Members with the conservation group Lion Guardians stumbled on a rare site in the Amboseli area of Kenya recently: six hyenas and a number of jackals were attacking and eating a 12-foot-long python.
On their blog at WildlifeDirect, Lion Guardians describe the attack: “[the hyenas and jackals] tore into its body from the back, and were taking their share while the upper part of the python was still alive! The Lion Guardian team was shocked and surprised at the same time, having never seen anything like it before.”
A massive drought through Eastern Africa has taken its toll on both predator and prey. With many large prey animals dying due to the drought, big predators are caught in a lurch, having to seek out new food sources to survive.
Spotted hyena in Kenya. Photo by: Rhett A. Butler.
According to Lion Guardians, “carnivore starvation in the coming weeks is inevitable. The Amboseli ecosystem has lost over 8 percent of the lion and hyenas’ prey.” While hyenas are turning to pythons—and presumably whatever else they can find—lions are beginning to kill livestock.
Lion Guardians is working with local communities to protect their livestock from lion attacks and in turn save lions from retaliation by locals. Lions are often killed by poison, spear, or gun in revenge for attacks on livestock.
The organization works to mitigate lion-human conflict by working with locals to improve their livestock enclosures, change herding practices, and inform them about lion movements with an early warning system.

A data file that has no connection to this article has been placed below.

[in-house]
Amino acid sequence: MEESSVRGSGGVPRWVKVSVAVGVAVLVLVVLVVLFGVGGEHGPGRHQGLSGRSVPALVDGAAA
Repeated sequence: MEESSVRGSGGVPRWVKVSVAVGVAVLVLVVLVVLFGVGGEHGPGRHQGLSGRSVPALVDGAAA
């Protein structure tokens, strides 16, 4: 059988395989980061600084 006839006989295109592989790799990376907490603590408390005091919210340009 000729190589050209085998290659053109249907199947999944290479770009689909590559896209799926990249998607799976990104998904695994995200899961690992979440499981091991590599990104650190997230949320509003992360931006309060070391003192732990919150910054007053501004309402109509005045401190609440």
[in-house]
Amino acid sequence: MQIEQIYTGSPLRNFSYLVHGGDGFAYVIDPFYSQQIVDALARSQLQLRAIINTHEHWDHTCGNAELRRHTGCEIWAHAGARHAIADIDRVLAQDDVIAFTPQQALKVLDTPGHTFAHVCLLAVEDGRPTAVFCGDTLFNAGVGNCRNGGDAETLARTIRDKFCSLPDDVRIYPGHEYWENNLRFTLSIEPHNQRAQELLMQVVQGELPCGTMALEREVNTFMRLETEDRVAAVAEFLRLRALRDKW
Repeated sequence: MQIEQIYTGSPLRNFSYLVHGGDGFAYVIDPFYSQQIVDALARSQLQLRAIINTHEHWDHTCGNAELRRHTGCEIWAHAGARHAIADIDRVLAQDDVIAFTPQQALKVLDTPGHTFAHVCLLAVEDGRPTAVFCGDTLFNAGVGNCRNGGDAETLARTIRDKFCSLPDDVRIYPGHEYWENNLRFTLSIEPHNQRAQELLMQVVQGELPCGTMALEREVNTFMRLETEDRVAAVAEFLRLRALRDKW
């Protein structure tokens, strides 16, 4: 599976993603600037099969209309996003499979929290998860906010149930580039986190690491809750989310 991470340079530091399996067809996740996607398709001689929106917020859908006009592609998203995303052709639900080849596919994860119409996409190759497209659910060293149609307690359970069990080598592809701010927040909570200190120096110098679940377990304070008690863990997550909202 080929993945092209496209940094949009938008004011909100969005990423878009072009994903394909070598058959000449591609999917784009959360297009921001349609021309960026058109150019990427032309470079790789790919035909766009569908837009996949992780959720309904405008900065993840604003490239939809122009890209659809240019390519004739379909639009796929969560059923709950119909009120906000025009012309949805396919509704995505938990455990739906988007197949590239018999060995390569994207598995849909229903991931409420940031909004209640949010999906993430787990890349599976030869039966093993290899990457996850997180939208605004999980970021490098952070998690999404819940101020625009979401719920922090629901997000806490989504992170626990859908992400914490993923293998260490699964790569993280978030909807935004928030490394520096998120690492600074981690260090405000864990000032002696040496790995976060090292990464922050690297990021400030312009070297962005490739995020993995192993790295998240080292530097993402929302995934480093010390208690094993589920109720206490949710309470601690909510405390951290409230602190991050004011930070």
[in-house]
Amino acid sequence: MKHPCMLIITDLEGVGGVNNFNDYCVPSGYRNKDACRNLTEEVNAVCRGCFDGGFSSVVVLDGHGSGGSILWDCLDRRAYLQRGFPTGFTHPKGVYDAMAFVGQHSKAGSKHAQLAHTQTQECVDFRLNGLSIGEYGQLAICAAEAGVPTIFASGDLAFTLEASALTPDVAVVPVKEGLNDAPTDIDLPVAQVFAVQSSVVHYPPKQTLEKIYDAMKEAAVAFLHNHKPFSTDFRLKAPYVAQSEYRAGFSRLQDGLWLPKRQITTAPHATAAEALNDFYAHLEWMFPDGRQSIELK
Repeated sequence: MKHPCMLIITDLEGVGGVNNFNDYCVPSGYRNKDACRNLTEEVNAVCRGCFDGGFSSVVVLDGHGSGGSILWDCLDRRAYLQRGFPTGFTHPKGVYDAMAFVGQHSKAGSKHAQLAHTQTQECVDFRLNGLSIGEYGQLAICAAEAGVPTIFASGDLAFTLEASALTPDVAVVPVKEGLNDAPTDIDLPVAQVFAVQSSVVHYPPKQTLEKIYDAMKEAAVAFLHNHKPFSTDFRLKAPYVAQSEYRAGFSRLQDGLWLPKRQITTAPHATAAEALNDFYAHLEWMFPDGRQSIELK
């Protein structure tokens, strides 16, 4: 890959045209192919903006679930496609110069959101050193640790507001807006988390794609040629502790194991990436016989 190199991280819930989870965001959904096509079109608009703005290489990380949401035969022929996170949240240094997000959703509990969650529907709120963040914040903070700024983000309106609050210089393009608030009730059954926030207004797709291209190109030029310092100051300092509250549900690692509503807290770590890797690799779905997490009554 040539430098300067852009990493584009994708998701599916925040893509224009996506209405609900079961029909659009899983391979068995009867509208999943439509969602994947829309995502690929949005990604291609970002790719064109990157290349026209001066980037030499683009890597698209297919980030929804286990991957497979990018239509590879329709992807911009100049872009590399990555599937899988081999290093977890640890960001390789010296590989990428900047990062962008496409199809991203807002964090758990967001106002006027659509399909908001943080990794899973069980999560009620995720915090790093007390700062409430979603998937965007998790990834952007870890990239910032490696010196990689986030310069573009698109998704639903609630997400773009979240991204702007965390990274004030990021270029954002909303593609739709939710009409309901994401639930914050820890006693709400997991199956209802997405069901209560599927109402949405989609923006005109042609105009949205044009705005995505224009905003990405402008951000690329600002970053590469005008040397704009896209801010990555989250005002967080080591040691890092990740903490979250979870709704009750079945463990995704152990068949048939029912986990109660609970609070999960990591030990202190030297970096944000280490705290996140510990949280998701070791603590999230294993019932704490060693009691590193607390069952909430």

(11/10/2009) On Monday October 26th a three-year-old girl mistakenly ate the pesticide Furadan (also known as carbofuran) in western Kenya. Her father, a teacher at a primary school, said that he had no knowledge of how dangerous the pesticide was, which he had purchased to kill pests in his vegetable garden.
(11/05/2009) A new image from NASA shows the severity of the drought in East Africa, which impacted Tanzania, Kenya, Ethiopia, and Somalia.
(10/20/2009) Not many years ago if you were planning a trip to Africa to see wildlife, Kenya would be near the top of the list, if not number one. Then violent riots in late 2007 and early 2008 leaving a thousand dead tarnished the country’s image abroad. When calm and stability returned, Kenya was again open for tourism, and it’s true that most travelers were quick to forget: articles earlier this year announced that even with the global economic crisis Kenya was expecting tourism growth. However, a new disaster may not be so quickly overcome.
(09/17/2009) Kenya was once considered one of Sub-Saharan Africa’s success stories: the country possessed a relatively stable government, a good economy, a thriving tourist industry due to a beautiful landscape and abundant wildlife. But violent protests following a disputed election in 2007 hurt the country’s reputation, and then—even worse—drought and famine struck the country this year. The government response has been lackluster, the international community has been distracted by the economic crisis, and suddenly Kenya seems no longer to be the light of East Africa, but a warning to the world about the perils of ignoring climate change, government corruption, and the global food and water shortages.
(08/20/2009) The Kenyan Wildlife Service recently announced that massive declines in lion population may lead to their disappearence from the region within less than 2 decades. Kenya currently has an estimated 2000 lions, but is losing the large cats at a rate of around 100 each year.